The answer is complicated, and it involves the “pythonicity” of Python’s syntax. Lambda was a relatively late addition to Python. By the time that it was added, Python syntax had become well established. Under the circumstances, the syntax for lambda had to be shoe-horned into the established Python syntax in a “pythonic” way. And that placed certain limitations on the kinds of things that could be done in lambdas. Frankly, I still think the syntax for lambda looks a little weird. Be that as it may, Guido has explained why lambda’s syntax is not going to change. Python will not become Lisp.
Third Lambda is confusing because: lambda is usually described as a tool for creating functions, but a lambda specification does not contain a return statement.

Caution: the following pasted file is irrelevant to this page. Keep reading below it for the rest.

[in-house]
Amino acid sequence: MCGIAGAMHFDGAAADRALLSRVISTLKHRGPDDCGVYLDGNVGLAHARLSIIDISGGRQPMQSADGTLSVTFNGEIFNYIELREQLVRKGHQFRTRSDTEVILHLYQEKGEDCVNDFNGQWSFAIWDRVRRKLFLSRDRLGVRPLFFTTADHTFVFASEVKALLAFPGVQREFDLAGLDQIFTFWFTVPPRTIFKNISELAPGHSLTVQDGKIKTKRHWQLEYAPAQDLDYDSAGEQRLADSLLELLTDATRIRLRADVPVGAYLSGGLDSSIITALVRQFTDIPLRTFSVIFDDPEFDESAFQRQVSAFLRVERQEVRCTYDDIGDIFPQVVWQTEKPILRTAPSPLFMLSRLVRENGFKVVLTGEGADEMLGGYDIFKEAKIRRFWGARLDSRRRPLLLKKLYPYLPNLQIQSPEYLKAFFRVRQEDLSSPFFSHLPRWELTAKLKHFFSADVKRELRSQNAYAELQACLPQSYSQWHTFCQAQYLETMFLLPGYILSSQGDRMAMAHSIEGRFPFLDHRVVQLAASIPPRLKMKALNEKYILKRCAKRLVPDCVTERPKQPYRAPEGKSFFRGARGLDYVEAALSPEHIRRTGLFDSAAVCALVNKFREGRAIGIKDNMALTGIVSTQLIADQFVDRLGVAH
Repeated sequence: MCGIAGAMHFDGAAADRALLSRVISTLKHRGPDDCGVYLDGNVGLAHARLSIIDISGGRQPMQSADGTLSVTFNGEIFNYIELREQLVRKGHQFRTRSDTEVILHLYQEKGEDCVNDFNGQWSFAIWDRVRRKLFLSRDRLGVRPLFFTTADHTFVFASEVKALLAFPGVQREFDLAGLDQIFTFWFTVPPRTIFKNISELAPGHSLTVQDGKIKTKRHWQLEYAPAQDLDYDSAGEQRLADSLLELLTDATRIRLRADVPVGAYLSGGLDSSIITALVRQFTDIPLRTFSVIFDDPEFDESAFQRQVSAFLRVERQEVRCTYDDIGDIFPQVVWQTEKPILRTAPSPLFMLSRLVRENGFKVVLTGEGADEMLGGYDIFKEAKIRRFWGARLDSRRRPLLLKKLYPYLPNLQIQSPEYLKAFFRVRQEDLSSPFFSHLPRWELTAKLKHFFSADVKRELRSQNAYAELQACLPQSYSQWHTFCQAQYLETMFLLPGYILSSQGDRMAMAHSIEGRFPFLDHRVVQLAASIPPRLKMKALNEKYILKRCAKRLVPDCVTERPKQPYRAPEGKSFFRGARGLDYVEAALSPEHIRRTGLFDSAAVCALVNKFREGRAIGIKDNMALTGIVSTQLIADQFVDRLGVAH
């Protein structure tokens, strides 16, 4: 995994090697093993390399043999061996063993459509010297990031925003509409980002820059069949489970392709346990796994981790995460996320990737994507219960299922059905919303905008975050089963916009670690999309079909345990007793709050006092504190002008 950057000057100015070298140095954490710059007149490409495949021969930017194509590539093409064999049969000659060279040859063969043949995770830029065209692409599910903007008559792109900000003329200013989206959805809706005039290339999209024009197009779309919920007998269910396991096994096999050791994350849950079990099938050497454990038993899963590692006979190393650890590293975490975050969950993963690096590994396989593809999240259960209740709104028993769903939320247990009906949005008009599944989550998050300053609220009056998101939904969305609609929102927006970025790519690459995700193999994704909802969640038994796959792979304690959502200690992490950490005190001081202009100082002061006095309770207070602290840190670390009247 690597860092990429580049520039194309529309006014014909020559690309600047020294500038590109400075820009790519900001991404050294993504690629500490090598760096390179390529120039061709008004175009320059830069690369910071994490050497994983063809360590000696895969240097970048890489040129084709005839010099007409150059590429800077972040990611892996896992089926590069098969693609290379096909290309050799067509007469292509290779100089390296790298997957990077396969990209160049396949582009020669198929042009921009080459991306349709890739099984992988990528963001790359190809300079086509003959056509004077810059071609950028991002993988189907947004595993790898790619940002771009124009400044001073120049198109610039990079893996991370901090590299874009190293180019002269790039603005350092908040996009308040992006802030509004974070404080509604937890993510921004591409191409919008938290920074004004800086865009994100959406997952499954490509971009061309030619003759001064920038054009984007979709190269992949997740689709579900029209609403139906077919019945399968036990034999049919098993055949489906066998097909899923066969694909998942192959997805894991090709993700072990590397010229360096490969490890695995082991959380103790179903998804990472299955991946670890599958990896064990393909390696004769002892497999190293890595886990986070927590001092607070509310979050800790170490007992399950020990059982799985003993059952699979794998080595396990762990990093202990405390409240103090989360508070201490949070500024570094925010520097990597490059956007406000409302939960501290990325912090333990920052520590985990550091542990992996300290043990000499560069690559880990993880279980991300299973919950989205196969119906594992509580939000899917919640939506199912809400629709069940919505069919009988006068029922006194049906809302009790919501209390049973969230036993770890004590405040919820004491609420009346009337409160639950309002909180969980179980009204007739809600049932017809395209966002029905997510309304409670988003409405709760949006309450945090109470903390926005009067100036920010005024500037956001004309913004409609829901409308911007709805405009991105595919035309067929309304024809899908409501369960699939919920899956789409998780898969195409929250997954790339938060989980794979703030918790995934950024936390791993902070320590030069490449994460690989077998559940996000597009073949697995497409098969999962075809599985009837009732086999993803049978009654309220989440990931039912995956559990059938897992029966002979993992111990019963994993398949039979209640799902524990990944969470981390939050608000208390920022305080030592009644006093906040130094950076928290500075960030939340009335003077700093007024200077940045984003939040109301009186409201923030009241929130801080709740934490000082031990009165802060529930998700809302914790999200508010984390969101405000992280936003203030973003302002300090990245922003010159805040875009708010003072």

The return statement is, in a sense, implicit in a lambda. Since a lambda specification must contain only a single expression, and that expression must return a value, an anonymous function created by lambda implicitly returns the value returned by the expression. This makes perfect sense. Still— the lack of an explicit return statement is, I think, part of what makes it hard to grok lambda, or at least, hard to grok it quickly.
Fourth Lambda is confusing because: tutorials on lambda typically introduce lambda as a tool for creating anonymous functions, when in fact the most common use of lambda is for creating anonymous procedures.
Back in the High Old Times, we recognized two different kinds of subroutines: procedures and functions. Procedures were for doing stuff, and did not return anything. Functions were for calculating and returning values. The difference between functions and procedures was even built into some programming languages. In Pascal, for instance, procedure and function were different keywords.